Expanding the paradigm of solid tumor profiling from single-gene testing to comprehensive panels presents many challenges. One such challenges is the ability of these panels to detect genetic alterations from FFPE samples, where the DNA is of low abundance and often heavily compromised. Despite these challenges, next-generation sequencing (NGS) offers the ability to assess multiple variants simultaneously in an ever-expanding list of relevant tumor genes. To that end, Illumina developed a comprehensive, hybrid capture-based NGS assay targeting 170 key cancer genes that is FFPE optimized. The assay consists of a DNA workflow for the identification of single and multiple nucleotide variants (SNVs, MNVs), small insertions and deletions (indels), gene amplifications, as well as a RNA workflow for the identification of splice variants and gene fusions. Following sequencing on the NextSeq® or HiSeq® instruments, the analytical pipeline initiates variant calling. The DNA aligner and variant callers were first optimized against the simulated read data from >40,000 COSMIC[1] mutations reported in the exons of the 170 genes. To reduce false positive variant calling due to systematic errors, each variant call was evaluated against its locus specific background error distribution. This distribution was compiled from a panel of FFPE normal samples and was also used to normalize against systematic bias in read coverage to increase the accuracy of amplification calling. Furthermore, gene amplification calling was improved by the addition of enhancer probes to the hybrid capture pool. The analytical sensitivity and specificity of TruSight® Tumor 170* was assessed on a large collection of FFPE samples and reference material. A panel of 72 cancer samples, including multiple tissue types, reference standards, and cell line and FFPE mixes were used to evaluate the limit of detection. The samples contained 533 SNVs, 80 indels including deletions up to 30 base pairs and insertions up to 31 base pairs, 4 MNVs, and 31 gene amplifications, characterized by orthogonal testing methods. Using 40 ng DNA input, detection sensitivity of the >1000 variants (including replicates) tested at variant allele frequencies down to ~5% was at 99.6%, while detection sensitivity of gene amplifications as low as 1.45x to 2.2x was at 98%. For limit of blank samples, a panel of 24 normal samples was used. Again using 40 ng DNA input, we show >99% specificity for small variant calling and >95% specificity for gene amplification calling. These data demonstrates the TruSight® Tumor 170 is able to detect multiple variant types within a single sample at low nucleic acid input, while exhibiting high analytical sensitivity and specificity for low allele fraction detection.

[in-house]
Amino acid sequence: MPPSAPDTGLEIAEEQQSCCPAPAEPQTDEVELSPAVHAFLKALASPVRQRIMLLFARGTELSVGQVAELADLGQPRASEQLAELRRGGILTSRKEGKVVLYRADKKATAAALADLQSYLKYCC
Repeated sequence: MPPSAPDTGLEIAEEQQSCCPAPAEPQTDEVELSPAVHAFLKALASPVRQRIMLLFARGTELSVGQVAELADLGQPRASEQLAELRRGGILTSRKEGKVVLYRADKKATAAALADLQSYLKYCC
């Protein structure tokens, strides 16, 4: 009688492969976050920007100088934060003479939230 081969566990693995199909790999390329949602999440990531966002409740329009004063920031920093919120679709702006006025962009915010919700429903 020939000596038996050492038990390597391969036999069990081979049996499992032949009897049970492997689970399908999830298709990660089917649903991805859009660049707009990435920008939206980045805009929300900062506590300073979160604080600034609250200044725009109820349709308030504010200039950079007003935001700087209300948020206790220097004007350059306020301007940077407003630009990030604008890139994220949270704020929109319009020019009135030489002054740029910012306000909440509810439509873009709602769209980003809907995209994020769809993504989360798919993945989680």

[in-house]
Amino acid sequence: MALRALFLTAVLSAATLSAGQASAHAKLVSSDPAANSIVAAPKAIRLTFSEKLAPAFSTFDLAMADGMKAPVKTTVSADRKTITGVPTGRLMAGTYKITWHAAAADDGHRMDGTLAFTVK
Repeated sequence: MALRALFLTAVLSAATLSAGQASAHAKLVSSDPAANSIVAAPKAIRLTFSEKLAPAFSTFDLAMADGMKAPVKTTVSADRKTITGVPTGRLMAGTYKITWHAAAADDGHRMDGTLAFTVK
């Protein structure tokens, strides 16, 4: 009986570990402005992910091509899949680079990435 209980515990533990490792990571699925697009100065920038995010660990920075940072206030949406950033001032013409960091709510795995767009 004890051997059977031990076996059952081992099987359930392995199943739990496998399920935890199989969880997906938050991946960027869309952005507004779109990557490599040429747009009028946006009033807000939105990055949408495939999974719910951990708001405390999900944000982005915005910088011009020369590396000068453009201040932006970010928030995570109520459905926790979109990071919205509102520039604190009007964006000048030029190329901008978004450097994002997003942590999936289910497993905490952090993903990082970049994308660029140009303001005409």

[1] Forbes, et al. (2015) *For Research Use Only. Not for use in diagnostic procedures.

Citation Format: Danny Chou, Xiao Chen, Austin Purdy, Li Teng, Byron Luo, Chen Zhao, Laurel Ball, Allan Castaneda, Katie Clark, Brian Crain, Anthony Daulo, Manh Do, Tingting Du, Sarah Dumm, Yonmee Han, Michael Havern, Chia-Ling Hsieh, Tingting Jiang, Suzanne Johansen, Scott Lang, Rachel Liang, Jennifer S. LoCoco, Jaime McLean, Yousef Nassiri, Jason Rostron, Jennifer Silhavy, June Snedecor, Natasha Talago, Kevin Wu, Clare Zlatkov, Ali Kuraishy, Karen Gutekunst, Sohela De Rozieres, Matthew Friedenberg, Han-Yu Chuang, Anne C. Jager. Analytical performance of TruSight® Tumor 170 on small nucleotide variations and gene amplifications using DNA from formalin-fixed, paraffin-embedded (FFPE) solid tumor samples [abstract]. In: Proceedings of the American Association for Cancer Research Annual Meeting 2017; 2017 Apr 1-5; Washington, DC. Philadelphia (PA): AACR; Cancer Res 2017;77(13 Suppl):Abstract nr 3732. doi:10.1158/1538-7445.AM2017-3732